In his new memoir James Baker writes of focusing on the achievable. It’s the sort of pragmatism that his backers say he brings to his latest task — trying to help the United States find a way forward in Iraq.
There is much at stake — for the country; for President Bush, the son of one of Baker’s oldest friends; and for himself.
Now 76, Baker — former secretary of state, secretary of the treasury and White House chief of staff — has one of Washington’s most accomplished résumés.
His most recent high-profile success — helping save Bush’s disputed 2000 election — left a partisan aftertaste, spotlighting his talents as a “play-to-win” political operative for the Republican Party and the Bush family.
A successful conclusion to his latest mission — helping forge a bipartisan alternative to the current violent morass of Iraq — could provide both a public service and seal Baker’s legacy as a statesman.
'A virtually impossible role'
As the daily death toll mounts and Iraq creeps ever closer to all-out civil war, the task may be too much.
“Everyone is setting former Secretary Baker up to be the deus ex machina of Iraq,” said Wendy Sherman, former counselor to Secretary of State Madeleine Albright and now a partner in The Albright Group LLC, a consulting firm.
“That is a virtually impossible role,” Sherman said in an interview.
The 10-member Iraq Study Group of five Democrats and five Republicans chaired by Baker and Democrat Lee Hamilton, a well-regarded former congressman who heads the Woodrow Wilson Center think tank, met in secret this week to decide its recommendations.
The panel, created by the U.S. Congress, is under pressure to complete its work before lawmakers conclude a brief “lame duck” legislative session that begins Dec 4.
Baker and Hamilton are aiming for a consensus report. Participants in the process say there has been a conscious effort to put politics aside and search for conclusions that serve the country.
Some experts say the Nov. 7 election, which gave Democrats control of Congress for the first time in 12 years, may have made it harder for the panel to consider radical changes in U.S. policy and reach agreement.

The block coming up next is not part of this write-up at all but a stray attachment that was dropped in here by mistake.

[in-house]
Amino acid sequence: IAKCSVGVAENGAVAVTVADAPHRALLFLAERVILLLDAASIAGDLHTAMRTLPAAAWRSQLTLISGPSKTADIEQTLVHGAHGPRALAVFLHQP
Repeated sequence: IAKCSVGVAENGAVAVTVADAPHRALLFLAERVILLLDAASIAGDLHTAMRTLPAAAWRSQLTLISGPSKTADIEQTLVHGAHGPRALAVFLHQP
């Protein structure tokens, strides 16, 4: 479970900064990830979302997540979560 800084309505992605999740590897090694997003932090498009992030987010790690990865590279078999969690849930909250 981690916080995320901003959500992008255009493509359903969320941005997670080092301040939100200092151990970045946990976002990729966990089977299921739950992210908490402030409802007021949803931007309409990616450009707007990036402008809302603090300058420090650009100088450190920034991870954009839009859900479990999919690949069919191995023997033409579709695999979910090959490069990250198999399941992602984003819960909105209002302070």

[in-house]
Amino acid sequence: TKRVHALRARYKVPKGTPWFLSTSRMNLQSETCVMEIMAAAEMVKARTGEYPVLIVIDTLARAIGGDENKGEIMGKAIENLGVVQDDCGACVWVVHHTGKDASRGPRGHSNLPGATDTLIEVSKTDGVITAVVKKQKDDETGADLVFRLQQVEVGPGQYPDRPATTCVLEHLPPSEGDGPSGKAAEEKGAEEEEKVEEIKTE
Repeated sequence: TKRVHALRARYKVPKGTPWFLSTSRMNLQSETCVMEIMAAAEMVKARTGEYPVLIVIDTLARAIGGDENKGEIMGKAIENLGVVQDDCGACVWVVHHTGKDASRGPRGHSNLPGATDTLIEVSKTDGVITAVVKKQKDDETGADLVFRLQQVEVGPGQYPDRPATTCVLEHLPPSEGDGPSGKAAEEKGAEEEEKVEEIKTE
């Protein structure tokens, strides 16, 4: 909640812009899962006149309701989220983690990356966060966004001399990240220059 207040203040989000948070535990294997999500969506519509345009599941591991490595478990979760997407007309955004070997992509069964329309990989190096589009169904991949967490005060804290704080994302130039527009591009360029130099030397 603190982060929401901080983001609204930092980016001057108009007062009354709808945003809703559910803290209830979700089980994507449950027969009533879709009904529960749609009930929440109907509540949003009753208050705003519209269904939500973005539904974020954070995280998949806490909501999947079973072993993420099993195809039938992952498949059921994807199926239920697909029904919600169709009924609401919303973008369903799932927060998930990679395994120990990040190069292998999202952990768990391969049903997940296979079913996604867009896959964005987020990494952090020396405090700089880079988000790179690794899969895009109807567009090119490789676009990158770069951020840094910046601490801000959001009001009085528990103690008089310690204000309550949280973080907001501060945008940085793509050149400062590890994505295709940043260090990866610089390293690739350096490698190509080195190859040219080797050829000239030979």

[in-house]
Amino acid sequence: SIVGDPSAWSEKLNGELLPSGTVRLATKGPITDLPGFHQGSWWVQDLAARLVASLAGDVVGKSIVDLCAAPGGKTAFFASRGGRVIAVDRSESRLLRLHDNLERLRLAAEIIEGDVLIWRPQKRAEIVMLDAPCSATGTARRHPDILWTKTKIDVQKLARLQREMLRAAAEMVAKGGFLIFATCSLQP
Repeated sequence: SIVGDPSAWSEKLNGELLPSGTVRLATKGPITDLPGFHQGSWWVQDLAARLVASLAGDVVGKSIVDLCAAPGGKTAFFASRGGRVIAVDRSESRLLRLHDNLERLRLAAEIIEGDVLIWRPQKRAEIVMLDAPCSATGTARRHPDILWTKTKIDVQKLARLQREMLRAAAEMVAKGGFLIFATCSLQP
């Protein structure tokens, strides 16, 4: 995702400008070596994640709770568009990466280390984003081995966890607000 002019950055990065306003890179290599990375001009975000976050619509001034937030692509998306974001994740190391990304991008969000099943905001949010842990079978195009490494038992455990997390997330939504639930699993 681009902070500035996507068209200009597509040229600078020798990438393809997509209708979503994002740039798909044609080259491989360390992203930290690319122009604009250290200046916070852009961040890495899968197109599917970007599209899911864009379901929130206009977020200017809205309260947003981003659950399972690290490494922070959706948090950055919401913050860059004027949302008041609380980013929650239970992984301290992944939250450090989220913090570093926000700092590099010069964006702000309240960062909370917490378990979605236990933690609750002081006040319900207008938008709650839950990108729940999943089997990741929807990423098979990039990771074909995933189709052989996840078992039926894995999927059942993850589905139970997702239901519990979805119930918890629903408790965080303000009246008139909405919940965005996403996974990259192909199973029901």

“It can’t look like the Republicans are caving to Democrats,” one analyst said.
Among the more contentious issues is U.S. troop levels in Iraq. Baker has not favored a quick withdrawal of the 150,000 American forces now in the country. Two other options are a phased withdrawal and “stay the course.”
The New York Times Monday said a draft report prepared for the panel sets no schedule for a troop withdrawal from Iraq and the group may be split on setting a timetable.
History of encouraging dialogue
The panel also has discussed convening an international conference on Iraq and urging dialogue with Iran and Syria, two neighboring states Bush has sought to isolate but which could be crucial to stabilizing Iraq.
Encouraging dialogue is vintage Baker. He was instrumental in organizing the 1991 Madrid conference that revived Middle East peacemaking and made more than a dozen trips to Damascus to win Syrian participation.
Unlike Bush, Baker does not consider it appeasement for the United States to talk to its enemies. He spent more than six hours talking with Iraqi Foreign minister Tariq Aziz in a failed eleventh-hour bid to avert the 1991 Gulf War and was deeply engaged with the Soviet Union during the Cold War.
In their work with the Iraq study group, Baker and Hamilton have had endless meetings with divergent interests, including Syrian and Iranian officials.
As a powerbroker, Baker has long been known for his tough negotiating style, quick mastery of complex issues, iron nerves, patience and killer instincts.
A powerful Washington force
In more than three decades of public life, the suave Texas lawyer held many of Washington’s most powerful appointed positions and established himself as one of the most dominant secretaries of state of the last half of the 20th century.
On his watch, the Cold War was won as the Soviet Union crumbled, Eastern Europe reshaped itself and Germany was reunited. A U.S.-led multinational coalition defeated Iraq in the Gulf War and Mideast peace talks were launched.
Over time Baker has had his critics, including conservatives in his Republican Party. Some felt he expended too much effort trying to involve Moscow in the Gulf alliance, which left Iraq’s Saddam Hussein in power. Yugoslavia’s civil war mushroomed without U.S. action during his tenure.
By and large Baker emerged with his reputation intact. He was deft at making successes his own while failures appeared either inevitable or due to the shortcomings of others. He was occasionally mentioned as presidential material, but experts said he didn’t have skills as a retail politician.